How Opioids Can Affect Sleep Patterns Negatively
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Most people are aware that opioids can negatively affect many aspects of life. One problem opioids can cause is problems with sleep. Whether it’s falling asleep, the overall quality of sleep, or conditions such as sleep apnea, opioids can negatively affect sleep patterns in a variety of ways.
How Opioids Can Negatively Affect Sleep
The overall quality of sleep can be adversely affected by the use of opioids. A study conducted by Penn State University stated that patients reporting lower quality of sleep were associated with intense drug cravings.
Sleep issues could include restless sleep or waking frequently throughout the night. There are different levels of sleep, some mentioned below, that should be experienced each time a person goes through a sleep cycle. Drug use can interrupt or diminish these cycles. The amount of overall hours a person sleeps can be affected as well.
Disturbed REM Patterns
Opioid use is known to disrupt and even block access to REM sleep. REM sleep, which stands for rapid eye movement, is one of the most important stages of sleep. According to Medical News Today, REM sleep accounts for between 20 percent and 25 percent of sleep each night for an adult.
Adequate REM sleep is related to the ability to learn and retain memory. Disrupted REM sleep in those using opioids may produce negative consequences in these areas. Ironically, poor sleep patterns can ultimately increase the amount of pain an individual experiences. Thus, the cycle of increased pain and opioid use is perpetuated.
Disrupted Non-REM Patterns
Non-REM sleep is also called non-rapid eye movement or NREM. NREM sleep occurs in three stages that lead up to REM sleep.
- Stage One – This is the lightest stage and sometimes is called “drowsy” sleep.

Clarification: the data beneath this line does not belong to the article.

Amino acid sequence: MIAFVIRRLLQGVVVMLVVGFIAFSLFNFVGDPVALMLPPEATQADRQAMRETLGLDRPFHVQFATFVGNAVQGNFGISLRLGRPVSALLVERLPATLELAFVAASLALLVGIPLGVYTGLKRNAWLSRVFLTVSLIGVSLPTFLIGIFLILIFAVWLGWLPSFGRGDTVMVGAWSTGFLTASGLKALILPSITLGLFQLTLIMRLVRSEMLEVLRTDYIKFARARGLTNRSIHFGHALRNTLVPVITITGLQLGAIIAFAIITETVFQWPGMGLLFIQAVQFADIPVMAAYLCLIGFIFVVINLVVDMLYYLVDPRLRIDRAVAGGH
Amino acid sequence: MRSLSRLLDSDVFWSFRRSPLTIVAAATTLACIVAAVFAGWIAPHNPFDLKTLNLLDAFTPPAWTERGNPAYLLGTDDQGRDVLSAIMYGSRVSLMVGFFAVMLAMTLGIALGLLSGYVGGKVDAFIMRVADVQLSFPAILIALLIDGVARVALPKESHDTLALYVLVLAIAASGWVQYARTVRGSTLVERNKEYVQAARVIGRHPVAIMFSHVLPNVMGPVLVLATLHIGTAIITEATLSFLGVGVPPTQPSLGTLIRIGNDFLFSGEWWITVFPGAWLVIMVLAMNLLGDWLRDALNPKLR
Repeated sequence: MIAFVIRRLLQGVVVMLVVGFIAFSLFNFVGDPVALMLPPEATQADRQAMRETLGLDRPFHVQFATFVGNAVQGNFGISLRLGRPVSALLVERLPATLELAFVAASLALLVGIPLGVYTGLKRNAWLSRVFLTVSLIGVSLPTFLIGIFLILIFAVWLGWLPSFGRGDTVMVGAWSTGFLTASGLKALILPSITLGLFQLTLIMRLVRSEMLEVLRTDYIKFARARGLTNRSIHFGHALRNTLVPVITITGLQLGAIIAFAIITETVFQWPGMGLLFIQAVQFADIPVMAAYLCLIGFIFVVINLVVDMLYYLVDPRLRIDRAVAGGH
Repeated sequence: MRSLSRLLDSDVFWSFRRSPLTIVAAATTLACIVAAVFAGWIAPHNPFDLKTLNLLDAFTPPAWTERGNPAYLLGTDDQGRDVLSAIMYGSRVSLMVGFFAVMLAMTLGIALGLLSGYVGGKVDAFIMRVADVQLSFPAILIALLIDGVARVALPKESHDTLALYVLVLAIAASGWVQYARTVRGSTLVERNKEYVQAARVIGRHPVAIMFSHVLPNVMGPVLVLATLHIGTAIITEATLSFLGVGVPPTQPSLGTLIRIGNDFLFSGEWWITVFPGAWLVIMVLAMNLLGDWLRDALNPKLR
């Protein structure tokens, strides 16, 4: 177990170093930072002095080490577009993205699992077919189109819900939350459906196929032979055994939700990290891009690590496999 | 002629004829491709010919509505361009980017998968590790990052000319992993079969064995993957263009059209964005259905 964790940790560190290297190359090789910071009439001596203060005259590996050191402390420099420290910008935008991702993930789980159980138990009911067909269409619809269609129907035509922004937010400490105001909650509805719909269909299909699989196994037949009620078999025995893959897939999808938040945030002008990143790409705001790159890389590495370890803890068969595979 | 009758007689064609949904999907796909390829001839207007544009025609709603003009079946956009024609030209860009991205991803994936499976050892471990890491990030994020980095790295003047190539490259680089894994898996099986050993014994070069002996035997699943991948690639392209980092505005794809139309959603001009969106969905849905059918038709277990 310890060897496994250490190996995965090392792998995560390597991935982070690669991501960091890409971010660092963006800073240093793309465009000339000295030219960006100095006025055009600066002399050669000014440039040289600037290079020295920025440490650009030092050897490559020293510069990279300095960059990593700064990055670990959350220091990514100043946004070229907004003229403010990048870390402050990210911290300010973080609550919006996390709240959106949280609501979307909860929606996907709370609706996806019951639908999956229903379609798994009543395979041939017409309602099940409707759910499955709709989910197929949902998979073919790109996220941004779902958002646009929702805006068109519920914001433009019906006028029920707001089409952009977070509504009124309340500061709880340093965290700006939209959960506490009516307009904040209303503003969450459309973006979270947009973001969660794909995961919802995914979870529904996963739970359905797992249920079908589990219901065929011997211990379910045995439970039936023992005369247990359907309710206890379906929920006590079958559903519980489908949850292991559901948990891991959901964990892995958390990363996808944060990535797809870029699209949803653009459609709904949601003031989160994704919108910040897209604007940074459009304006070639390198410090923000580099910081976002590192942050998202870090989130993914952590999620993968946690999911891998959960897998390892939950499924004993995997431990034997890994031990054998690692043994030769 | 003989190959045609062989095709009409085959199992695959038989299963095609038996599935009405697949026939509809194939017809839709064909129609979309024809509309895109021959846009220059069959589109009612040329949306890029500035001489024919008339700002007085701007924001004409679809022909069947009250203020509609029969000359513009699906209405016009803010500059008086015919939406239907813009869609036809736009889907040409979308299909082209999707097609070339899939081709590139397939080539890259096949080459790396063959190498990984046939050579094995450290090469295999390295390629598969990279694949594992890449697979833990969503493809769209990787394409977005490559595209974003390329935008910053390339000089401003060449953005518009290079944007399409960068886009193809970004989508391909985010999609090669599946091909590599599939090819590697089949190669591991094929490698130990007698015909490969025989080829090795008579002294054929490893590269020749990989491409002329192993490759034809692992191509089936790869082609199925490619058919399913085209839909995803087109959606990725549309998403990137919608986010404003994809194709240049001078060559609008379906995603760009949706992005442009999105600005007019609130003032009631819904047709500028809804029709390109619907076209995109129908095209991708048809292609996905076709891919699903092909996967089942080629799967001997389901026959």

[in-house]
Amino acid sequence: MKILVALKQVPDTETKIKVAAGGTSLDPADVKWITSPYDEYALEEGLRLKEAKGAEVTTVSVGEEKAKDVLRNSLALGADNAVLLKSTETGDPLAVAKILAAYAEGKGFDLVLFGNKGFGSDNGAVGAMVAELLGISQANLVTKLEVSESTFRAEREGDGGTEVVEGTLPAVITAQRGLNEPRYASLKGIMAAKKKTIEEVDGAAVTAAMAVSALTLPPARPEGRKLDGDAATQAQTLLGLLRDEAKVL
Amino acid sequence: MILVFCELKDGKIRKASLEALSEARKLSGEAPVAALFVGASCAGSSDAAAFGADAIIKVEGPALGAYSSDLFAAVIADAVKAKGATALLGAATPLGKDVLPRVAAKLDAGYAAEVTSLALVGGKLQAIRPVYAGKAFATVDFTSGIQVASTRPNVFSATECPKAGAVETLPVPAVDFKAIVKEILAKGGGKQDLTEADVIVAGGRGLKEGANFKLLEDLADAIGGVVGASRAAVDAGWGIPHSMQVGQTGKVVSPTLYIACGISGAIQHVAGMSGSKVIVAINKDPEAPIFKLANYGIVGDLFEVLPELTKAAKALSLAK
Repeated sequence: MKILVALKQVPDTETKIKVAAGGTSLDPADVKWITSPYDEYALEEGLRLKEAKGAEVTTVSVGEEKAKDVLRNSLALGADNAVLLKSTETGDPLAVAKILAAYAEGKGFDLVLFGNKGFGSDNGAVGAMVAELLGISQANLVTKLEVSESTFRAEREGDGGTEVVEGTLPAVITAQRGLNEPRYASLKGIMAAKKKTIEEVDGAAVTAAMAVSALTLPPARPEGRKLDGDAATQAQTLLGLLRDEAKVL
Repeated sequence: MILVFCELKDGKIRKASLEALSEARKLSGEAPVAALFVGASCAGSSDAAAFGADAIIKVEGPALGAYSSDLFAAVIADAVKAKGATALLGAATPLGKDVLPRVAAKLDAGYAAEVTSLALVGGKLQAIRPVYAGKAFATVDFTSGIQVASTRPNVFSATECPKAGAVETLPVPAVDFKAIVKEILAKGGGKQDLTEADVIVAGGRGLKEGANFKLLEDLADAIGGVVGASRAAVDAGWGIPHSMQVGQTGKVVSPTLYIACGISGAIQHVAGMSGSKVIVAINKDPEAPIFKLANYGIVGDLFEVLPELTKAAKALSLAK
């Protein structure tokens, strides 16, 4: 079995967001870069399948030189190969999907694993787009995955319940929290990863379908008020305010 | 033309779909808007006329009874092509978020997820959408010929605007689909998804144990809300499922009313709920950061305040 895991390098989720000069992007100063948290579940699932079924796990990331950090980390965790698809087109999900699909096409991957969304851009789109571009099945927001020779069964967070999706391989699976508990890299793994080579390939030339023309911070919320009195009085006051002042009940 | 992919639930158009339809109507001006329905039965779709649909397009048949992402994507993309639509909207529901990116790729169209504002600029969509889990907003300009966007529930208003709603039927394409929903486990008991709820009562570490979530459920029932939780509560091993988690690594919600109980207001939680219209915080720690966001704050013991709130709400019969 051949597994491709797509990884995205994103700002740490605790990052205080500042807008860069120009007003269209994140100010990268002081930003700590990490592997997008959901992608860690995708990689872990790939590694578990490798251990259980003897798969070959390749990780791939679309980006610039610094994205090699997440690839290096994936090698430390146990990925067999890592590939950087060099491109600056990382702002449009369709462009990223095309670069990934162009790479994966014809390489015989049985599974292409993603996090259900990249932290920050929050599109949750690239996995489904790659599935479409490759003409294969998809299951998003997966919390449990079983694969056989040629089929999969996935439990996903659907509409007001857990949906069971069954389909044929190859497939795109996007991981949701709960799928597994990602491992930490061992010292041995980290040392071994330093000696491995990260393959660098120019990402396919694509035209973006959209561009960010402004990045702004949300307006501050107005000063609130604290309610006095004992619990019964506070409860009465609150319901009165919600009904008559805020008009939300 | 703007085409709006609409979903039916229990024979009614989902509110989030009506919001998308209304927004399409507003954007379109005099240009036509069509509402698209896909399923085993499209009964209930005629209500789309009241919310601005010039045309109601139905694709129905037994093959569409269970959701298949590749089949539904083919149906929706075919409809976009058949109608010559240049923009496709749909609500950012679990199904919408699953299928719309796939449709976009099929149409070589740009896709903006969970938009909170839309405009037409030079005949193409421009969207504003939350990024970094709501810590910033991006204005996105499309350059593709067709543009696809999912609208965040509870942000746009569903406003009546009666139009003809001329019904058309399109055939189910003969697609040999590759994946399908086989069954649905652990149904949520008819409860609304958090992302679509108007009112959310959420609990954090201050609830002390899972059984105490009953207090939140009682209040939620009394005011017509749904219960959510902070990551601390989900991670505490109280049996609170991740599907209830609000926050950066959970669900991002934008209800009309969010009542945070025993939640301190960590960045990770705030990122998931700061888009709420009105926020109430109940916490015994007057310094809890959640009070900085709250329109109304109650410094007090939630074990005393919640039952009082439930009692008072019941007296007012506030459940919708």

- Stage Two – This is considered the first official stage of sleep. This is considered light sleep.
- Stage Three – This stage is considered deep sleep. Many important restorative processes occur during this stage.
Modern Medicine Network has reported that opioid use can particularly disrupt the third and fourth stages of sleep. The deeper stage of NREM is critical in the repair of muscle and bone tissue and the strengthening of the immune system. Those who have struggled with extensive opioid use may experience vivid dreams and nightmares during the REM stage.
Increase in Sleep Apnea
Sleep apnea is a condition in which an individual’s breathing will stop and start again while the person is sleeping. The use of opiates can contribute to this condition as noted by the Cleveland Clinic Journal of Medicine. There are generally three types of sleep apnea:
Central Sleep Apnea: This is when the muscles controlling breathing don’t receive the correct signals from the brain.
Obstructive Sleep Apnea: This is caused when a person’s throat muscles become extremely relaxed.
Complex Sleep Apnea: This is a combination of both central and obstructive sleep apnea.
Disruption of General Breathing Patterns
According to the Chest Journal, there is a clear connection between sleep-disordered breathing (SDB) and the use of opioids. Even if an individual doesn’t specifically experience sleep apnea, opioids can still alter and cause dysfunction in breathing patterns. Some neural sites that are particularly sensitive to opioids control breathing rhythms. Respiratory depression, in some cases, can be fatal.
Opioids can negatively affect sleep and affect your overall good health. When seeking treatment for opioid addiction, it’s important to find a facility that provides effective programs while focusing on each individual’s specific needs. It’s necessary to choose a facility that provides a comprehensive program that focuses on physical and mental health.